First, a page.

Every Jew is a complex tale of two souls. As previously explained, a person is composite of a Nefesh Elokit and a Nefesh HaBehamit. Their on-going struggle and oscillation between heaven and earth, the soul and body, and the spiritual and material is the epicenter of the purpose of creation, which is to create a Dirah BeTachtonim (dwelling for G‑d in the lowest of all worlds). In human terms, this means making an abode within this “two-souled” character, brokering a peace between the two parties, so that harmoniously they may together fulfill the purpose for which they have been created.

This idea is expressed by our Sages when they stated that the Torah has been given in order to make peace in the world.

Torah is elsewhere defined as “power” and “salvation” in the sense that Torah gives the person the ability to overcome his baser nature, and the Talmud states that if one meets one’s own evil inclination then “drag him to the house of study.” Would it not be for the fact that G‑d helps us overcome the Evil Inclination we would never have the ability to do so.

Armed with Torah, a person can wage war against his darker nature, first subduing and then transforming and channeling its power. The Nefesh HaBehamit can be compared to an ox; it is coarse and animalistic. Yet it has powers to be extremely constructive if channeled in the correct way. Torah is the yoke that harnesses those powers and puts them into Divine service.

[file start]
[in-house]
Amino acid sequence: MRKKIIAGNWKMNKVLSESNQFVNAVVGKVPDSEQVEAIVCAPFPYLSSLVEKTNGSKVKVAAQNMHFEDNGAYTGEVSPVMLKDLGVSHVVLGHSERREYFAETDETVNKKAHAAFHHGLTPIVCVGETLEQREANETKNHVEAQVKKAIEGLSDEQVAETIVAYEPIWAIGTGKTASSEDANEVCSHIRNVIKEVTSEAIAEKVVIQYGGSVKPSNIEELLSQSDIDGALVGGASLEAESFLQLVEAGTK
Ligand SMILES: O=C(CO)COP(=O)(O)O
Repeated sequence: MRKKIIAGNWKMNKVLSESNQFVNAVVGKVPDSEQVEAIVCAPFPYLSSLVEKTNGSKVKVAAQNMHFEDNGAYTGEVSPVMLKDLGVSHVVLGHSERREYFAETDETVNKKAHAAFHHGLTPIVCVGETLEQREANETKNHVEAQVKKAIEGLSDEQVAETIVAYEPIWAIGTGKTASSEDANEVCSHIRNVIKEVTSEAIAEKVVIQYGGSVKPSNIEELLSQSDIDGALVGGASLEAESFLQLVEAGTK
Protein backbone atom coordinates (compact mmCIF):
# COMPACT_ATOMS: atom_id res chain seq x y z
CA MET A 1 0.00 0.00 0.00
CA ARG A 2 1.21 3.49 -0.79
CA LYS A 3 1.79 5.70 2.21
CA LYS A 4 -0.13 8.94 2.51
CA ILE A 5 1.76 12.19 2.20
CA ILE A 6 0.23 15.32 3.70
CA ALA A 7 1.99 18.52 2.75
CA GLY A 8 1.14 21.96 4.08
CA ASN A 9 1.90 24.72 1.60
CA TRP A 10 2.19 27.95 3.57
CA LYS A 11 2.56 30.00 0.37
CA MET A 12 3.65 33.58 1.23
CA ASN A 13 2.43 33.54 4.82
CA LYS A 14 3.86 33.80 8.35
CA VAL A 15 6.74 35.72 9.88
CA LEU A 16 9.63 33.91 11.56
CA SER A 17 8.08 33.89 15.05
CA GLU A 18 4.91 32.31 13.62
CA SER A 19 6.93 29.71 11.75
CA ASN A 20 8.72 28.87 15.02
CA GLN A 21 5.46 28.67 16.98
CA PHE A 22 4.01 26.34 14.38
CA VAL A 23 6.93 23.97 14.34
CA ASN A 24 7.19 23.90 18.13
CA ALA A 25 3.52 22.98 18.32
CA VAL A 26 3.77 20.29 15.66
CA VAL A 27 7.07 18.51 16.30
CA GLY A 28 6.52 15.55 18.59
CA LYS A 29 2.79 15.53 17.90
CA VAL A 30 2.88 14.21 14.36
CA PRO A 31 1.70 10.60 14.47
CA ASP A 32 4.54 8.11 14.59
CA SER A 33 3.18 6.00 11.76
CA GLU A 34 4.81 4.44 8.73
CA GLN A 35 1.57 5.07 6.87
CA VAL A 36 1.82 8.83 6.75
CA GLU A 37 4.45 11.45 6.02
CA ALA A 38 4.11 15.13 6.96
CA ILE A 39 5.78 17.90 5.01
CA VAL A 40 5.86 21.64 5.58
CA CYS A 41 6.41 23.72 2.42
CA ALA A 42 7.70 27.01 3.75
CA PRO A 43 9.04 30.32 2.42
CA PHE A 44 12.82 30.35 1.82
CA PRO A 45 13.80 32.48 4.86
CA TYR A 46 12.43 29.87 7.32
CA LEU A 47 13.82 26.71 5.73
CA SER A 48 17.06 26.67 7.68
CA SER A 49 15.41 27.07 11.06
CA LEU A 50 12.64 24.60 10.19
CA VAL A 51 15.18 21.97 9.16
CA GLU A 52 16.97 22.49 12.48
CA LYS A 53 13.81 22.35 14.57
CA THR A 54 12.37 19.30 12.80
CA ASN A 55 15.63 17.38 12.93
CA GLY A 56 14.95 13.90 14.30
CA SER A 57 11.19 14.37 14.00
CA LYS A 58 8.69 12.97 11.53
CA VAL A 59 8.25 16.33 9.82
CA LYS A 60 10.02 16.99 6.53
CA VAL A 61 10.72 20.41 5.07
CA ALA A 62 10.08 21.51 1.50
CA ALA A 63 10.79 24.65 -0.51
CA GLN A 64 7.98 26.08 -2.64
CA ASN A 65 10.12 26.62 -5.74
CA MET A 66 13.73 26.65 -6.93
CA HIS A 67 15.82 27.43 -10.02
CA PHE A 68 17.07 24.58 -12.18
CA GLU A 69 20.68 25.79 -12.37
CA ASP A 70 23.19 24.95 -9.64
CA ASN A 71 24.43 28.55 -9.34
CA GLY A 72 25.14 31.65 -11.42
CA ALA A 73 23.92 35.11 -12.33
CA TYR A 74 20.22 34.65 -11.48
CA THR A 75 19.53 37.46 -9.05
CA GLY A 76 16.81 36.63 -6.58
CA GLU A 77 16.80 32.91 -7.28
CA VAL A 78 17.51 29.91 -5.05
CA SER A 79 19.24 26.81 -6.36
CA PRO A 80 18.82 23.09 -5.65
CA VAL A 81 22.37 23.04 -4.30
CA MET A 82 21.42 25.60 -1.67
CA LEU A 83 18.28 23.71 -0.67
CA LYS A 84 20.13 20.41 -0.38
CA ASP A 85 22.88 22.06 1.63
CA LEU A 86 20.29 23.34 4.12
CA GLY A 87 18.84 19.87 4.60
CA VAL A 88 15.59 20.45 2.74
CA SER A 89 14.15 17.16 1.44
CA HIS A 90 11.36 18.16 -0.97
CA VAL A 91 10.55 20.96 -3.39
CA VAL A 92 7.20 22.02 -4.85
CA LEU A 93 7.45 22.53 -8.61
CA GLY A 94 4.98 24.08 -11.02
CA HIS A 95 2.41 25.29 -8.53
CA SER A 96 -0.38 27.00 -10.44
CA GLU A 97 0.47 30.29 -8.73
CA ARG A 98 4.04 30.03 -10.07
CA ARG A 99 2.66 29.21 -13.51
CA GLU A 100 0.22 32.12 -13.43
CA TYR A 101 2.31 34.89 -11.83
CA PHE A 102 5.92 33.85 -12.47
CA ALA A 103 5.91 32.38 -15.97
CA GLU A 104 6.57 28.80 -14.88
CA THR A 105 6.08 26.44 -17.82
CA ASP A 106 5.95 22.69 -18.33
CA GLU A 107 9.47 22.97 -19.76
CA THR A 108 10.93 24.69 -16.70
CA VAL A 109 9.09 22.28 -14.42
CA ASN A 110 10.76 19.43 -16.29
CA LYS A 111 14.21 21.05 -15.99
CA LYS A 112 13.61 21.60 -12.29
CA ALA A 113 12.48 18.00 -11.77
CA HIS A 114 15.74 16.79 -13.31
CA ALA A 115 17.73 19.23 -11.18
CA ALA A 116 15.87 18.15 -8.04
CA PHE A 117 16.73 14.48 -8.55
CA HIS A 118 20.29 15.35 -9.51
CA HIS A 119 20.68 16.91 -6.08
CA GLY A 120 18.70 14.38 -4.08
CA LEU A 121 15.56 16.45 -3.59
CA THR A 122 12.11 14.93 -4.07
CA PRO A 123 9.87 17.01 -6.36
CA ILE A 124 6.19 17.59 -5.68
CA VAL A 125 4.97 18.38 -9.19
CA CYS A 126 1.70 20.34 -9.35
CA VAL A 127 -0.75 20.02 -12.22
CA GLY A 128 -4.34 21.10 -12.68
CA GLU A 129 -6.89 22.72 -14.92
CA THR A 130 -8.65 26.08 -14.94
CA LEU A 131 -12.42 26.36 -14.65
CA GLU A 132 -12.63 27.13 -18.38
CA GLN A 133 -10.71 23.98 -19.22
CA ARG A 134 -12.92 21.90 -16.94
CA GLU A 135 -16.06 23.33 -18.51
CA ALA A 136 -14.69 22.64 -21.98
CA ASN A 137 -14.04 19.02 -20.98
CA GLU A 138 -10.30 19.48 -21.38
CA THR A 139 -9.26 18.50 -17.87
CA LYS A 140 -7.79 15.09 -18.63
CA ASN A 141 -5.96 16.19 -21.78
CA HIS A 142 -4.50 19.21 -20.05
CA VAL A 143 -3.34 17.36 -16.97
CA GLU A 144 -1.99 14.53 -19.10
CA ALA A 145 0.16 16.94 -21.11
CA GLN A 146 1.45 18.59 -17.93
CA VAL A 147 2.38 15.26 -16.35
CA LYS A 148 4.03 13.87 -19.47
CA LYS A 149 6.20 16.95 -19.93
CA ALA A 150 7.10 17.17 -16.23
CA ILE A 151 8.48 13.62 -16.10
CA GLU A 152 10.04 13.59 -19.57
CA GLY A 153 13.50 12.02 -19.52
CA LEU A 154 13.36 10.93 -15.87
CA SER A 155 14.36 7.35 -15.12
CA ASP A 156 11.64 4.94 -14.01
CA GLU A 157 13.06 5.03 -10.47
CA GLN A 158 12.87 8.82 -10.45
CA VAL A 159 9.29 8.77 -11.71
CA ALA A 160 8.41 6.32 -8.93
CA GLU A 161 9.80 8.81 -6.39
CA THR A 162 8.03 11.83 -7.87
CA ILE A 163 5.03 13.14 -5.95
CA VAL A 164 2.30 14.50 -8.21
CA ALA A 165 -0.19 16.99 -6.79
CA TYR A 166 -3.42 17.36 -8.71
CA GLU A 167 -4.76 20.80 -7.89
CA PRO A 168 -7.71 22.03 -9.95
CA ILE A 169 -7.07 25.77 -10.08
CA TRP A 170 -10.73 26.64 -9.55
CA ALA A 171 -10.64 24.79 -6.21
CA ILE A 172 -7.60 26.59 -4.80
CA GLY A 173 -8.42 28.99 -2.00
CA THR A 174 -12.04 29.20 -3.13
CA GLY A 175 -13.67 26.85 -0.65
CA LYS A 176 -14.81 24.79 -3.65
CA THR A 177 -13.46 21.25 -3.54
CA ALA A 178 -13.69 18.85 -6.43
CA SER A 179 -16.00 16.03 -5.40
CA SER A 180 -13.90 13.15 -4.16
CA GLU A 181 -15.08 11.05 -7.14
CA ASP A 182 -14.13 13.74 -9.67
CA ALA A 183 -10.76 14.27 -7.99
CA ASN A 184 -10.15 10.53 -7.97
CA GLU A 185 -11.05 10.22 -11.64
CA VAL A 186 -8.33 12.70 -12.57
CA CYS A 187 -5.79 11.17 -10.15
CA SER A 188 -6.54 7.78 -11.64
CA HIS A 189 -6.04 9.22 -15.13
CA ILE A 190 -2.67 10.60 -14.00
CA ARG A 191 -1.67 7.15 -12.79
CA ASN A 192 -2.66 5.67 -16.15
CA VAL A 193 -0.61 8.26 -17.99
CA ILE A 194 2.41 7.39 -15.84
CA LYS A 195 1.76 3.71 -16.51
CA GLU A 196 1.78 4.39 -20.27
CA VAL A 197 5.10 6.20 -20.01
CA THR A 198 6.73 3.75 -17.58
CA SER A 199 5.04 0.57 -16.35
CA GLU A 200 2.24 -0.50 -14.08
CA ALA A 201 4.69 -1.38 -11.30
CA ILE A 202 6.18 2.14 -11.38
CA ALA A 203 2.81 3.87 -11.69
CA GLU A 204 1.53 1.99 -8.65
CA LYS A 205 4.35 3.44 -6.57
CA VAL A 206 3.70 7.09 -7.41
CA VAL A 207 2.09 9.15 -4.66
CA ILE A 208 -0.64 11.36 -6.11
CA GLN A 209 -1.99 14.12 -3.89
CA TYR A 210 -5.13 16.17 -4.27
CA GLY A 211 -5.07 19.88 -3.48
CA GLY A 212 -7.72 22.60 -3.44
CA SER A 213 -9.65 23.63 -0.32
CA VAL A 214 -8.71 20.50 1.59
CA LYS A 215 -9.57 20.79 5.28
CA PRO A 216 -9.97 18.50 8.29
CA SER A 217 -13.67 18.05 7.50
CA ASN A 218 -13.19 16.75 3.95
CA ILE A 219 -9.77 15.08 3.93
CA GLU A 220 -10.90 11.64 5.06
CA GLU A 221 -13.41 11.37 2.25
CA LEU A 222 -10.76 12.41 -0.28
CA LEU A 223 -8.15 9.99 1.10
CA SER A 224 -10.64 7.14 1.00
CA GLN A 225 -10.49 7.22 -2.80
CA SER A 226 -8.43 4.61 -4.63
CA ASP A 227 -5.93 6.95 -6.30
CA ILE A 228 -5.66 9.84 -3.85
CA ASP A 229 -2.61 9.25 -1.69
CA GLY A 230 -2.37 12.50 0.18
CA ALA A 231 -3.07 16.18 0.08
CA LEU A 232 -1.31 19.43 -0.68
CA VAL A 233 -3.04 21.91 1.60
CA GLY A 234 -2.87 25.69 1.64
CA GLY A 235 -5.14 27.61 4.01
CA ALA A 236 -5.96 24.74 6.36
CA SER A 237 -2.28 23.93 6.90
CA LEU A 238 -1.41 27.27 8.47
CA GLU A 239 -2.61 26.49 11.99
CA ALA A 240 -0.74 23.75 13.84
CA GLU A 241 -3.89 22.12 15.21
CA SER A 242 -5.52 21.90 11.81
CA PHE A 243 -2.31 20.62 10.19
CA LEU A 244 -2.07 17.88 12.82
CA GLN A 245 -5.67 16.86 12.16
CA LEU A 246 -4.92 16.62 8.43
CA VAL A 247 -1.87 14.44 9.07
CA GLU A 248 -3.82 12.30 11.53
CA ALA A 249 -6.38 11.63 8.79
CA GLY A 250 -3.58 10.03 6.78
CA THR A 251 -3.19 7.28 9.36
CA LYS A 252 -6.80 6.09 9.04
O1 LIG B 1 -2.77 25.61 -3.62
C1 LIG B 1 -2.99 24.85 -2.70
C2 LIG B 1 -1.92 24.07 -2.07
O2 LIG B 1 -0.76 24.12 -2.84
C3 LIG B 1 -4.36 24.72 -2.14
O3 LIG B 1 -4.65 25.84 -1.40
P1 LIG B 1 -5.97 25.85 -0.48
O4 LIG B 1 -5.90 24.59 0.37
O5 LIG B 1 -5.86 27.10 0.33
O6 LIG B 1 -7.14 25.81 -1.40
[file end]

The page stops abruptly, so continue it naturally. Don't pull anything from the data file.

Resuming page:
The Talmud speaks of the Good Inclination and the Evil Inclination. Hassidism teaches that the Good Inclination is the intellectual faculty of the Nefesh Elokit and the Evil Inclination is the Emotions of the Nefesh HaBehamit. All negative character traits stem from the Emotions of the Nefesh HaBehamit. The intellect of the Nefesh HaBehamit just serves as a server to its Emotions, the mind finds a way to fulfill the desire. Take for example the emotion of Chessed. In the Nefesh Elokit, the Sefirah of Chessed represents the soul’s love for G‑d. In the Nefesh HaBehamit it is the capacity to love the material. This love can degenerate into lust and can be very destructive. We have already explained that not everyone has the ability to totally transform and sublimate the Emotions of the Nefesh HaBehamit like the Tzaddikim. The Benoni will always have the struggle and it is for that purpose that he has been created. Knowing how powerful the Evil Inclination can be how is one to bridle the Emotions of the Nefesh HaBehamit?